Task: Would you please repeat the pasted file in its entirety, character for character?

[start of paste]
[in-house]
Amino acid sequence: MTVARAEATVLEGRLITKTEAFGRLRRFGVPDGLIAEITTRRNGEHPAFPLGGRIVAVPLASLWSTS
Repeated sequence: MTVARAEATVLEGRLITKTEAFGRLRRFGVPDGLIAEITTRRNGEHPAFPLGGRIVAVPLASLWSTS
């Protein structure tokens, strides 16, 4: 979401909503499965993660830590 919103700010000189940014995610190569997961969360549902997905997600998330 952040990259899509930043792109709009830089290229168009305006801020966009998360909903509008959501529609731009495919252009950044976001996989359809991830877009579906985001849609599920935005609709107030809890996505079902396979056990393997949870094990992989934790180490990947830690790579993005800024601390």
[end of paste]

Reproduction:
[in-house]
Amino acid sequence: MTVARAEATVLEGRLITKTEAFGRLRRFGVPDGLIAEITTRRNGEHPAFPLGGRIVAVPLASLWSTS
Repeated sequence: MTVARAEATVLEGRLITKTEAFGRLRRFGVPDGLIAEITTRRNGEHPAFPLGGRIVAVPLASLWSTS
């Protein structure tokens, strides 16, 4: 979401909503499965993660830590 919103700010000189940014995610190569997961969360549902997905997600998330 952040990259899509930043792109709009830089290229168009305006801020966009998360909903509008959501529609731009495919252009950044976001996989359809991830877009579906985001849609599920935005609709107030809890996505079902396979056990393997949870094990992989934790180490990947830690790579993005800024601390």